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Courtney E. Martin
Courtney E. Martin is an author, entrepreneur, and weekly columnist for On Being. Her newest book, The New Better Off, explores how people are re-defining the American dream (think more fulfillment, community, and fun, less debt, status, and stuff). Courtney is the co-founder of the Solutions... show more



Courtney E. Martin is an author, entrepreneur, and weekly columnist for On Being. Her newest book, The New Better Off, explores how people are re-defining the American dream (think more fulfillment, community, and fun, less debt, status, and stuff). Courtney is the co-founder of the Solutions Journalism Network and a strategist for the TED Prize. She is also co-founder and partner at Valenti Martin Media and FRESH Speakers Bureau, and editor emeritus at Feministing.com. Courtney has authored/edited five books, including Do It Anyway: The New Generation of Activists, and Perfect Girls, Starving Daughters: How the Quest for Perfection is Harming Young Women, and her work appears frequently in national publications such as The New York Times and The Washington Post. Courtney has appeared on the TODAY Show, Good Morning America, MSNBC, and The O’Reilly Factor, and speaks widely at conferences and colleges. She is the recipient of the Elie Wiesel Prize in Ethics and a residency from the Rockefeller Foundation’s Bellagio Centre. She lives with her partner in life and work, John Cary, in Oakland, and their baby girl Maya. Read more about her work at www.courtneyemartin.com.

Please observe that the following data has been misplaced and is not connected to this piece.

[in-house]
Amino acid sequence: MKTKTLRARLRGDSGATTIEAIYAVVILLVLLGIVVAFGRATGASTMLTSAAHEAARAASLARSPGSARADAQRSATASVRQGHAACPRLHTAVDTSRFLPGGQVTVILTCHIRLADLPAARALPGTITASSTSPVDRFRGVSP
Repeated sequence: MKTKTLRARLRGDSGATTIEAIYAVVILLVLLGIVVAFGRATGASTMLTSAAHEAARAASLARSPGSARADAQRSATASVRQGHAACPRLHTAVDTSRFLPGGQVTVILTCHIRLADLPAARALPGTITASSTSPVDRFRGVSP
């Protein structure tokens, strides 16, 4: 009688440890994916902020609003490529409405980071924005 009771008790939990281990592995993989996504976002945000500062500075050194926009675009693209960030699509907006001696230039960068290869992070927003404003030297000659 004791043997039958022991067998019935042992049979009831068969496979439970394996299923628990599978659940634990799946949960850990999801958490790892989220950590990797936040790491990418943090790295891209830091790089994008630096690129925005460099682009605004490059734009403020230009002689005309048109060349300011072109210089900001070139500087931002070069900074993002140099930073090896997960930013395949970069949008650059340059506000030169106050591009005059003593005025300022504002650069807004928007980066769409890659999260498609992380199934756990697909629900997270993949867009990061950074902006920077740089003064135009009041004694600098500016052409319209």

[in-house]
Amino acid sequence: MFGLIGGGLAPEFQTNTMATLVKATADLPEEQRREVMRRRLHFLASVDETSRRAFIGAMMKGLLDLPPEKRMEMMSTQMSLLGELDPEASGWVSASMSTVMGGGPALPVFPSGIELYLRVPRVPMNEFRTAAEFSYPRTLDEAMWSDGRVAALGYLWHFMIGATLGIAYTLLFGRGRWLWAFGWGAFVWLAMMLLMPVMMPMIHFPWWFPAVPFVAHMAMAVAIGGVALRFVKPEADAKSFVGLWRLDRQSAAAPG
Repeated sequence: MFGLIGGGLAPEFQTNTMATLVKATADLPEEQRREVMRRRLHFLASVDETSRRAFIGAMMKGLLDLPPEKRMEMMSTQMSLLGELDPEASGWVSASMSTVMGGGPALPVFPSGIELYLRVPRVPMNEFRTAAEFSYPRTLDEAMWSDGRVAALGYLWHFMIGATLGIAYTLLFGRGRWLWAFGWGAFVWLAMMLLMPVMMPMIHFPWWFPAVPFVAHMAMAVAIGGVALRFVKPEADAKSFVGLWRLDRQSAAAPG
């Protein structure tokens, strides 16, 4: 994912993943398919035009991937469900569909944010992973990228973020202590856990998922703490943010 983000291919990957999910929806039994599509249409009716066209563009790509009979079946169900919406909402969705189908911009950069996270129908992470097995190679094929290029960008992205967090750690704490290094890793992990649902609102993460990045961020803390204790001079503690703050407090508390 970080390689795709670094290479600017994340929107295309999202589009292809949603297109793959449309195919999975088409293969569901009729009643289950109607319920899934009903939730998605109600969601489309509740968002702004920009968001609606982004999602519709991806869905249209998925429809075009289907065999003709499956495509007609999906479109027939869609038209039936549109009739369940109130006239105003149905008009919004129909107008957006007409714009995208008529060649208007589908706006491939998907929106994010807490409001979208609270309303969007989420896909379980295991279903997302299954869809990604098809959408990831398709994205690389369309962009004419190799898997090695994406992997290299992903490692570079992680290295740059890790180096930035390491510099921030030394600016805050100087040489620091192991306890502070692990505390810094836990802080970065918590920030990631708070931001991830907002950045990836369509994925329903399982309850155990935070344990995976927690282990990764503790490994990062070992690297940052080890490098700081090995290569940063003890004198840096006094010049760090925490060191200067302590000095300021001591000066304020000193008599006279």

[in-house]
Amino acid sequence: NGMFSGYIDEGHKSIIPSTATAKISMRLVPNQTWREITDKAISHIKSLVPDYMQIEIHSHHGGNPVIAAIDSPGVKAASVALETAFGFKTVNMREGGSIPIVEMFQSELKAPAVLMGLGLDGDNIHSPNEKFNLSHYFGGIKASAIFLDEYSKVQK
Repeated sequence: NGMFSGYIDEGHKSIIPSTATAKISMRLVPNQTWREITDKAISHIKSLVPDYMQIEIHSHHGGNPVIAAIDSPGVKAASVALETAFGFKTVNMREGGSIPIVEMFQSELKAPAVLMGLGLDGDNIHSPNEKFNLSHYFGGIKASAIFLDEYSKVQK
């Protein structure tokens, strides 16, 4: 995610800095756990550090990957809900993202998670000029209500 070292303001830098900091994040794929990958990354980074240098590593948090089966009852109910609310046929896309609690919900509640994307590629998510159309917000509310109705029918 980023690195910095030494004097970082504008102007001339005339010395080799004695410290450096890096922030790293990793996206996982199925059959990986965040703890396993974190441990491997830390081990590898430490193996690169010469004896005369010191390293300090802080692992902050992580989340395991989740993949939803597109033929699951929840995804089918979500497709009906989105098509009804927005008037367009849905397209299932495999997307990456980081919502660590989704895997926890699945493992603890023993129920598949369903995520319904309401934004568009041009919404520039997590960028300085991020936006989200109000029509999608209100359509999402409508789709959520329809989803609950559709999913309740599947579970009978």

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Community Reviews
TsalagiWriter
TsalagiWriter rated it 2 years ago
A great book to learn quickly learn some about Belva Lockwood, a woman who ran for President in the 1880s! Of course, she was not the first - Victoria Woodhull was - but you have to admit it took a lot of guts for her to run, especially considering the time she lived in. I plan on reading more abo...
BiblioSquirrell
BiblioSquirrell rated it 49 years ago
This is a rather depressing book on predominantly middle and upper class young womens' tendencies to demonize their own selves and the societal influences that prompt and sustain that demonization. Nothing terribly new here, but the author's conversations with her various subjects are do provide int...
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